Subject: Motherboards | July 6, 2011 - 06:27 PM | Jeremy Hellstrom
Tagged: gigabyte, sandybridge, ga-z68x, lga1155
Gigabyte's GA-Z68X-UD3P-B3, GA-Z68X-UD4-B3, GA-Z68X-UD5-B3 and GA-Z68X-UD7-B3 are up for review on X-bit Labs right now. You need to be fairly observant to notice the difference in the models and have a great memory to know which is which at a glance. They all share some similar characteristics, such as the lack of onboard video out but also share positive traits like Dual BIOS and Phase LEDs and a number of USB 3.0 and SATA 6G ports. They had a few problems during the review which you might want to find out about before purchasing one of these boards.
"Gigabyte GA-Z68X-UD3P-B3, GA-Z68X-UD4-B3, GA-Z68X-UD5-B3 and GA-Z68X-UD7-B3 mainboards do not have video Outs, that is why integrated graphics doesn’t work on them. They can use Intel Smart Response technology, but do not support any of the Lucid Virtu modes. Read our in-depth review to find out about other features of these mainboards."
Here are some more Motherboard articles from around the web:
- Asus P8P67 Deluxe @ X-bit Labs
- Gigabyte Z68XP-UD3-iSSD vs ASUS P8Z68-V Pro @ t-break
- MSI Big Bang Marshal @ Tweaktown
- ASUS Maximus IV Extreme P67 Motherboard @ Pro-Clockers
- ASUS P8Q67-M DO/CSM Motherboard @ Hardware Secrets
- ASUS P8Z68 Deluxe Motherboard Review @Hi Tech Legion
- Foxconn H67A-S Motherboard Review @ eTeknix
- ASUS Republic of Gamers Maximus IV Gene-Z Motherboard Review @ HardwareHeaven
- Gigabyte GA-990FXA-UD5 AM3+ Motherboard Review @Hi Tech Legion
- BIOS Option Of The Week - TM2 Bus VID @ TechARP
- Gigabyte 990FXA UD5 Motherboard Review @ Ninjalane
Subject: Motherboards | June 10, 2011 - 04:07 AM | Tim Verry
Tagged: sandybridge, lga1155, Intel, h61, gigabyte
Gigabyte is on a roll lately as far as cranking out new motherboard series, and their latest unveiling introduces a new lineup that the company has dubbed its “Super4” motherboard series. The new motherboards amount to a budget Sandy Bridge platform that is positioned to save budget PC gamers a few bucks compared to the more feature-full, and more expensive, P67 and H67 chipsets by cutting out features that they do not necessarily need.
The GA-H61M-USB3-B3 Model Is Part of the New Super4 Series.
To be more specific, the new Super4 series is a new line of Gigabyte motherboards based around Intel’s H61 Express chipset, and supporting Intel’s latest Sandy Bridge socket 1155 processors. This chipset is fairly similar to it’s higher-end H67 brethren; however, it features only a single PCIe 2.0 x16 slot, 10 USB 2.0 ports, and four SATA II (3.0 Gb/s) ports versus the two PCIe 2.0 x16 slots, 14 USB 2.0 ports and six Sata II ports of H67. (A full comparison by Intel of the two chipsets can be found here. Another differentiator between the two chipsets is the number of RAM DIMM slots available. Whereas H67 boards could support four DIMM slots, H61 boards will only include two slots.
Gigabyte has then further added USB 3.0 support to their specific motherboards by including two USB 3.0 ports on the rear IO panel powered by an Etron EJ168 chip. Realtek Audio and Gigabit Ethernet is also included and accessible via the rear IO. As far as expansion slots, on the GA-H61M-USB3-B3 for example, Gigabyte has laid out the expansion slots as follows: One PCIe 2.0 x16 (running at x16) slot, one PCIe x1 slot, and two PCI slots. As the motherboards are based on Intel’s “H” chipset variant, their are the traditional DVI-D and VGA video outputs for the Intel processor graphics.
The new Super4 motherboard roll-out currently includes the following models: GA-P61-USB3-B3, GA-P61-DS3-B3, GA-HA65M-D2H-B3, GA-H61M-USB3-B3, GA-H61M-D2-B3, and GA-H61M-S2V-B3.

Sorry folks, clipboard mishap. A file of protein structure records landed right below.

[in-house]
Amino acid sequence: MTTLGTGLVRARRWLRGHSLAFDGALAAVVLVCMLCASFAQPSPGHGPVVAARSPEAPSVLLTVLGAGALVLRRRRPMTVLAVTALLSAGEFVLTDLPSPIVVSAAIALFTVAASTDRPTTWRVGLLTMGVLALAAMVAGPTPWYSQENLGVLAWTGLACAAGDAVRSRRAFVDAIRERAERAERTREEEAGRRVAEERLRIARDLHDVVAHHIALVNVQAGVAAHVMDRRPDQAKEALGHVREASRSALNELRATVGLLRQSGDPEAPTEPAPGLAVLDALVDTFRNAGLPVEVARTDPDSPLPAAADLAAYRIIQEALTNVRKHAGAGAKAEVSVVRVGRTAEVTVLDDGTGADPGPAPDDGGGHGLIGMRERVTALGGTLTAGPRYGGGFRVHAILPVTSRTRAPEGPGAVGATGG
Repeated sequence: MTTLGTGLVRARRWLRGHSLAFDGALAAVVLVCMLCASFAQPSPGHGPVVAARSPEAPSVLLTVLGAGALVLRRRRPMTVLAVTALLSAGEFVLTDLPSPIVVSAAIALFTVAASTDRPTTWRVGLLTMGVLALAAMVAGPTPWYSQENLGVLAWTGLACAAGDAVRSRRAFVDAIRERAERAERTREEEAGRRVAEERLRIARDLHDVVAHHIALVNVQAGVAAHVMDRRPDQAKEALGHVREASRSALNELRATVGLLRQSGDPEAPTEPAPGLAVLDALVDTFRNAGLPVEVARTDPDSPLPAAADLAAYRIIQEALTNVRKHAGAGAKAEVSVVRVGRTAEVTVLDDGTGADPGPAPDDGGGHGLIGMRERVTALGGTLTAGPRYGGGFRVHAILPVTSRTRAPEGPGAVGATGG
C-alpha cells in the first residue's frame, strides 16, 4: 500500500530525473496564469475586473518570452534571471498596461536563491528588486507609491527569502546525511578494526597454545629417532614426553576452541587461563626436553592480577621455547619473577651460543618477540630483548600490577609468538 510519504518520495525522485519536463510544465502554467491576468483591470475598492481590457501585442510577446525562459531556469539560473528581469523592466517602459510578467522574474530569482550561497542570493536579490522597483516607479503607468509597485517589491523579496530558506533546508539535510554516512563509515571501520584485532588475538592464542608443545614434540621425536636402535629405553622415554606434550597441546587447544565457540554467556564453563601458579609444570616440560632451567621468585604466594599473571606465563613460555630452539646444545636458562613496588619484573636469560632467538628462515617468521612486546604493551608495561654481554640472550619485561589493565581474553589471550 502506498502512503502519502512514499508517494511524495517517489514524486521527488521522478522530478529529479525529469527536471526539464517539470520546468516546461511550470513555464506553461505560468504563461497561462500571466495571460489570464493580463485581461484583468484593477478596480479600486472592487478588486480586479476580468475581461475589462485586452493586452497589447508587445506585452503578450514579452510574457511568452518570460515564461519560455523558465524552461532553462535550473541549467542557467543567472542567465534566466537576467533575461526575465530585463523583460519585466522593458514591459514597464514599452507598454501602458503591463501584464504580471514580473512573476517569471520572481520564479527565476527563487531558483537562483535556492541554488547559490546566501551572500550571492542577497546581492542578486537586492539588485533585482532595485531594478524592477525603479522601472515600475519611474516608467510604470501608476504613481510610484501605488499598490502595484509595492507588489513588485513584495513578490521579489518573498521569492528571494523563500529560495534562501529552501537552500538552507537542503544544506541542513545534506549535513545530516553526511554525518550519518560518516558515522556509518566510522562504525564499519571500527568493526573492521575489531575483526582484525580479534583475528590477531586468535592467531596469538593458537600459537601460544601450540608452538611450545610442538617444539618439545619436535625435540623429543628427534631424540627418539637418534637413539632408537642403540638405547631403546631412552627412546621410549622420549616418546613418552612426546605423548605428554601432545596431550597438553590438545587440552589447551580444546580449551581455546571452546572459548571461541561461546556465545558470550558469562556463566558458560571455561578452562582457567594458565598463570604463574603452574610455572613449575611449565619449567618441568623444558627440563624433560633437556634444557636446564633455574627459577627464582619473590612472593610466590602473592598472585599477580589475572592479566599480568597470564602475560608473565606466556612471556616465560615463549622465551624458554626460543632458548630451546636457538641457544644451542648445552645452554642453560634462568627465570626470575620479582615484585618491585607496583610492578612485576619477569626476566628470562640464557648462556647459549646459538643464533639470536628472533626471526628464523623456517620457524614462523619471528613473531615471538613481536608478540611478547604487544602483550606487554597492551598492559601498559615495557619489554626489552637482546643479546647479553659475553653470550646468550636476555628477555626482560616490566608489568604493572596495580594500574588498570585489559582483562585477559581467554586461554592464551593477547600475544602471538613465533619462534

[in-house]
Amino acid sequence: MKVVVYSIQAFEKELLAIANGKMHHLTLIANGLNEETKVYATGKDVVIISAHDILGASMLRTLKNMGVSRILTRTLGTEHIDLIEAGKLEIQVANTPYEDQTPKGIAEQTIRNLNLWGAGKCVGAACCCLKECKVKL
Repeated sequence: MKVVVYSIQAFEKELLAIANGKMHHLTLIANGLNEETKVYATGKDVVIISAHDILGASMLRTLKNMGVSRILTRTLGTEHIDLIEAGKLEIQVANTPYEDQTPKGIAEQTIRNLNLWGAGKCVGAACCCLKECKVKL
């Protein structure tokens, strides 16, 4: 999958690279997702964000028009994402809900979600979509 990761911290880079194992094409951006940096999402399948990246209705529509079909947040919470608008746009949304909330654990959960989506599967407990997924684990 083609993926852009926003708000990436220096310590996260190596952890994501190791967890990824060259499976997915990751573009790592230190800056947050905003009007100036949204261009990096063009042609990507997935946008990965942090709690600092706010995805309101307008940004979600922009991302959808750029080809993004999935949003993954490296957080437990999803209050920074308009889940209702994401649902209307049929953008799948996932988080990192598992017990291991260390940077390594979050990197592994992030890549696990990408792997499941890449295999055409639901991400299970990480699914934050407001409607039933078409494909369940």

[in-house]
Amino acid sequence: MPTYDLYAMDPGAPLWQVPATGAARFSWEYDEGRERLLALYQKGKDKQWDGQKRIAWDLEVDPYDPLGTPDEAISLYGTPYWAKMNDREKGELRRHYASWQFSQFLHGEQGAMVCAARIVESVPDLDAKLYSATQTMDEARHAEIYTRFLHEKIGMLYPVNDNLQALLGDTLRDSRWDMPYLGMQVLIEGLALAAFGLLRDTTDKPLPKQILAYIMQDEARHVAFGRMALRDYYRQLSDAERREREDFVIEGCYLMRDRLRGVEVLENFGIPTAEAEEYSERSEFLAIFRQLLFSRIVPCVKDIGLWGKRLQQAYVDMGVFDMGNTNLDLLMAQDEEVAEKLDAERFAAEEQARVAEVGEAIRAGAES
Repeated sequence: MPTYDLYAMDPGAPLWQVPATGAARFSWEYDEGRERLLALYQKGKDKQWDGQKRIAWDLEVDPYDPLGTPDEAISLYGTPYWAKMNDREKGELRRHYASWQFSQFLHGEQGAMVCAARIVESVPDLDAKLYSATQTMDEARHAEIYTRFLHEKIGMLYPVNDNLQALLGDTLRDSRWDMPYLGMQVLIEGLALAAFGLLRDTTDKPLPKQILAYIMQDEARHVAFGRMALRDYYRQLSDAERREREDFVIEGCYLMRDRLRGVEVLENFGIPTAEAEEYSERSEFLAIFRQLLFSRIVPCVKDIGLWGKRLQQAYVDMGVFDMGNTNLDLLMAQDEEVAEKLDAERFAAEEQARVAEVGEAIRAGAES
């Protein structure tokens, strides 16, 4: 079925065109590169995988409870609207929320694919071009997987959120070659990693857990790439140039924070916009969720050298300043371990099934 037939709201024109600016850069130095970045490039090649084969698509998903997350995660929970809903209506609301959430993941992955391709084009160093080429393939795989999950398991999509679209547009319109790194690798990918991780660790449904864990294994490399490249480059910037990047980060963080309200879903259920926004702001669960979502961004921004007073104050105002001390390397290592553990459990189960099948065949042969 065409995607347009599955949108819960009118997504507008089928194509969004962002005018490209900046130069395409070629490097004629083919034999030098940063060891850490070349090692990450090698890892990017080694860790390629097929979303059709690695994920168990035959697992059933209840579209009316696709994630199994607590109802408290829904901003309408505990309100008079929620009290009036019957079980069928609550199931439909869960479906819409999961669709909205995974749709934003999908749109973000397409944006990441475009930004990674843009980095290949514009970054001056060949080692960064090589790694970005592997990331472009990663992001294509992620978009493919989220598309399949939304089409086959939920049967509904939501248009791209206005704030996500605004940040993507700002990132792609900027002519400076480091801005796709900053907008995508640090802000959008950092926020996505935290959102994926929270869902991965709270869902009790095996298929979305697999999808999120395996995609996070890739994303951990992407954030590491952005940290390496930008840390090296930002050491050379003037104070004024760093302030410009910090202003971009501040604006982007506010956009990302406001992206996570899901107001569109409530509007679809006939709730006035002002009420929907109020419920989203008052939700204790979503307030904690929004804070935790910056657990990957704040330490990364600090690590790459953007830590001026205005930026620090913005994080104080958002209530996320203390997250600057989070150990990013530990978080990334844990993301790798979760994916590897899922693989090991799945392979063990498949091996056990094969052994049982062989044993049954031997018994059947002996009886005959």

Gigabyte’s marketing team has appeared in full force, presenting the new Super4 series as “Super Safe, Super Speed, Super Savings, and Super Sound,” where the four pillars make up the motherboards “Super4” moniker. The boards will likely retail for under $100 USD and will be priced lower than P67 and H67 based boards due to the fewer ports and supported PCIe x16 slots reducing the manufacturing cost. For single graphics card gaming rigs with only one or two storage drives, the new H61 motherboards may well prove to be a viable option. You can learn more about the boards by perusing the press release as well as by staying tuned to PC Perspective.
Subject: Motherboards | June 7, 2011 - 01:12 PM | Jeremy Hellstrom
Tagged: z68, gigabyte, GA-Z68X-UD4-B3
The GA-Z68X-UD4-B3 does not have any video out connectors, a choice which seems very strange for a Z68 based motherboard since it removes the GPU switching ability which is so popular with the new high end SandyBridge board. Theoretically that should reduce the price of the board, though Gigabyte instead chose to pack it with other extras, a wide variety of output ports on the back panel, the new Touch BIOS and even an ability to switch between two separate 8 phase power planes. See if the trade offs make sense to you by reading iXBT Labs' full review.
"If the lack of support for integrated graphics doesn't bother you, Gigabyte GA-Z68X-UD4-B3 is a good and promising choice. It stands out among typical mid-end solutions by having richer functionality (two USB 3.0 and two additional SATA 6Gbps controllers), comes with a lot of software utilities, and you don't have to pay for extra hardware features you might not need. Also, the Touch BIOS adds nice variety to all those implementations of UEFI."
Here are some more Motherboard articles from around the web:
- Gigabyte Z68X-UD3H-B3 Detailed Review - Z68 Done Right @ The SSD Review
- MSI P67A-GD65 Motherboard Review @Hi Tech Legion
- Zotac H67-ITX WiFi H67 Motherboard Review @ eTeknix
- ASUS Sabertooth P67 Sandy Bridge Motherboard Review @ Hardware Canucks
- Introducing Gigabyte Touch BIOS @ PCSTATS
- A Quick Look at GIGABYTE's TouchBIOS @ Techgage
- Gigabyte GA-X58-USB3 Motherboard Review @ eTeknix
- BIOS Option Of The Week - SDRAM Command Leadoff Time @ TechARP
- ECS A890GXM-A2 Motherboard Review @ Neoseeker
Subject: Motherboards, Shows and Expos | June 2, 2011 - 05:13 AM | Ryan Shrout
Tagged: X58, overclocking, gigabyte, computex
Releasing a motherboard based on the X58 chipset at this point might seem odd, but when you can offer a unique take on the overclocking market you might just find a niche. Gigabyte is hoping that is the case with the new X58A-OC model that is going to be priced very competively thanks in large part to the removal of many features.